Can art really be enjoyed remotely? Can it be restored remotely? To answer these questions, look at the Rijksmuseum’s new website: the reconstructed version of Rembrandt’s The Night Watch is, as of today, displayed on the site, allowing virtual visitors to explore discoveries made in the course of the iconic artwork’s restoration and expansion during ‘Operation Night Watch’. A video revealing how the reconstruction came about provides ripe learning opportunities for the art-curious and can be found here.
There’s a great sense of excitement and mystery about the restoration: it’s a century-spanning tale of missing canvas pieces; of artistic intent; of the evolution of art restoration processes and the skills behind them.
Each generation has used the tools available to it to attempt to reconstruct the painting. Now we are doing the same, using the most advanced techniques currently available.Pieter Roelofs, Head of Paintings and Sculptures, Rijksmuseum
From archival research to artificial intelligence
The Night Watch was originally painted for the Great Hall (Groote Sael) of the Kloveniersdoelen, the headquarters of several companies of the city’s militia. The painting formed part of an ensemble together with six other large group portraits, all painted between 1640 and 1645, but less than forty years later the building had lost its original purpose and a new home was needed: in 1682 the Amsterdam Burgomasters decided to relocate the paintings to the newly-built Town Hall (the present-day Royal Palace on Dam Square).
Here they encountered budget issues: no funds to finish the intended decoration scheme. Time to move again. The paintings were moved, over the course of ten years, and treated in their transient homes, but the archival team note that it wasn’t standard practice in the seventeenth century to “specify on which paintings work was being done […] we cannot know for certain if Jan Rosa [a distiller, painter and appraiser whose name often shows up in the city archives in connection to the repair of paintings] also treated The Night Watch, let alone what he did exactly”.
Eighteenth century records would also prove hard to come by: there is mention of an order to clean “the large painting by Rembrandt hanging in the room of the Kloveniersdoelen” but records are lacking as to how or by whom this would have been carried out. There is, however, the work of painter, connoisseur and restorer Jan van Dijk (c. 1690–1769), who was keeper of the Town Hall between 1746 and 1766 and who in 1751 and 1752 treated all paintings in the Small War Council Room, including The Night Watch.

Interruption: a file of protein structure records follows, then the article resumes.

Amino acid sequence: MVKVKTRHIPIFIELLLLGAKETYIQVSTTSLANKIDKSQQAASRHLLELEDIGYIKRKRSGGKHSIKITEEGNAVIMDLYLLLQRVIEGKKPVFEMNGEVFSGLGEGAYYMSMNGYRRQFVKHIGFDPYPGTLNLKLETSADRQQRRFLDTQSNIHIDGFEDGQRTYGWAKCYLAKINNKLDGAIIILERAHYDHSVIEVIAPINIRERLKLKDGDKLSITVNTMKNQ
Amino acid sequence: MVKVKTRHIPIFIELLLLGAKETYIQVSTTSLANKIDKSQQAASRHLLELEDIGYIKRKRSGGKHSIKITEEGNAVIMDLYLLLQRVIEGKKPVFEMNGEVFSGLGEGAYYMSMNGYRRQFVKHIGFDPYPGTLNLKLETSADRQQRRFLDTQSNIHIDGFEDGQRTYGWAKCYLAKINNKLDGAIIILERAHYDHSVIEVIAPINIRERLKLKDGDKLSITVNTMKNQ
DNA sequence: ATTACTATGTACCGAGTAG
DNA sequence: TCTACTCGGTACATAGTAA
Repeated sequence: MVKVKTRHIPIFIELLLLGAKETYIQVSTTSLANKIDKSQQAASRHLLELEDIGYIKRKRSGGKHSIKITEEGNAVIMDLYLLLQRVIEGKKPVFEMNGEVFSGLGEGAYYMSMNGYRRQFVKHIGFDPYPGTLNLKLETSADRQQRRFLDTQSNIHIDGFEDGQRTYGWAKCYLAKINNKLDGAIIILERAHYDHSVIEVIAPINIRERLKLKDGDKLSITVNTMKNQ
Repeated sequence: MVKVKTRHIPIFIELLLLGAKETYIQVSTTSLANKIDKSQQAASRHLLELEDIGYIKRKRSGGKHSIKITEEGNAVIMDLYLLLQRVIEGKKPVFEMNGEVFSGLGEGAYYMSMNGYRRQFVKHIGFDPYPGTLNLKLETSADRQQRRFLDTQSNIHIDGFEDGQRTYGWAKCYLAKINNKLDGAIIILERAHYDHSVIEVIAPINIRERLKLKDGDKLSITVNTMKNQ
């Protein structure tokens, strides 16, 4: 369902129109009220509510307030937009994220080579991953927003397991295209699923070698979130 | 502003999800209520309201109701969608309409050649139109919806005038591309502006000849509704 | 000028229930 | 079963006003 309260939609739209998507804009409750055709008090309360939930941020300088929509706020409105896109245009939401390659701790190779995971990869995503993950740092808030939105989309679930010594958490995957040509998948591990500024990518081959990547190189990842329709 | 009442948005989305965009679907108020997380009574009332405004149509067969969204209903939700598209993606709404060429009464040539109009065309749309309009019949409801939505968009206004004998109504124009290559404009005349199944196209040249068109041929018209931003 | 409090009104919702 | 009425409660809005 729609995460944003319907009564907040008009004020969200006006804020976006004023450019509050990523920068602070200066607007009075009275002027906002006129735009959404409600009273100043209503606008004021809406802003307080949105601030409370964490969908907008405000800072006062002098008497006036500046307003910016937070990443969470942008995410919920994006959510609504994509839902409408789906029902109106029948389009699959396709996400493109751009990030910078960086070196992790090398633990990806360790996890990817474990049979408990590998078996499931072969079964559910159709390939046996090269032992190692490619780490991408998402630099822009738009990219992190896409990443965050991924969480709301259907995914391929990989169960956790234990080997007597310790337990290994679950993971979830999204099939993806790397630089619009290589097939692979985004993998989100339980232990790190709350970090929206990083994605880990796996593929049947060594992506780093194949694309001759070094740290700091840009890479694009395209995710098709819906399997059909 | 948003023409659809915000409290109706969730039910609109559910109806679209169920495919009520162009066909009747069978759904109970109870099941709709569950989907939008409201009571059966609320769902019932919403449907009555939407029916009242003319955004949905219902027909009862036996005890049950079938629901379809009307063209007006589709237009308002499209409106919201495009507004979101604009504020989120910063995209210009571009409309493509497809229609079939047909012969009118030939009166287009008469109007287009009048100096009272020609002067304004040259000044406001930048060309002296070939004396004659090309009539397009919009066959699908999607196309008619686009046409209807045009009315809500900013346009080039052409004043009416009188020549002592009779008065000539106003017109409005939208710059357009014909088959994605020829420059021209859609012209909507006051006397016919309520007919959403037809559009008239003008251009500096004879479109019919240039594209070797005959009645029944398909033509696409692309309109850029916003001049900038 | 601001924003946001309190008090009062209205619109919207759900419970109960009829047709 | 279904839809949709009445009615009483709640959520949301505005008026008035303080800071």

The restoration team behind Operation Night Watch say that in 1756 van Dijk published a small volume called Kunst en Historiekundige Beschryving en Aanmerkingen over alle de Schilderyen op het Stadhuis te Amsterdam (Art and Historical Description and Comments about all the Paintings in the City Hall in Amsterdam), in which he lamented the fact that the painting was cut down in size to fit between the two doors of the small war council room. On the left side, two whole figures had been removed, and on the right side part of the drummer.
From these archival findings and losses via nineteenth century arguments as to whether the painting had been cut or not, The Night Watch progressed to the care of twenty-first century scientists, who used the neural network of artificial intelligence to tell the computer involved in the restoration to recognise what colours Rembrandt used, and what brush marks he had made. The video explains the process and how, with great care and great attention, the Netherlands’ most cherished artwork has used the most modern of methods to return to its former glories.
This project testifies to the key importance of science and modern techniques in the research being conducted into The Night Watch. It is thanks to artificial intelligence that we can so closely simulate the original painting and the impression it would have made.Robert Erdmann, Senior Scientist, Rijksmuseum
IMAGE TOP: Rijksmuseum/Reinier Gerritsen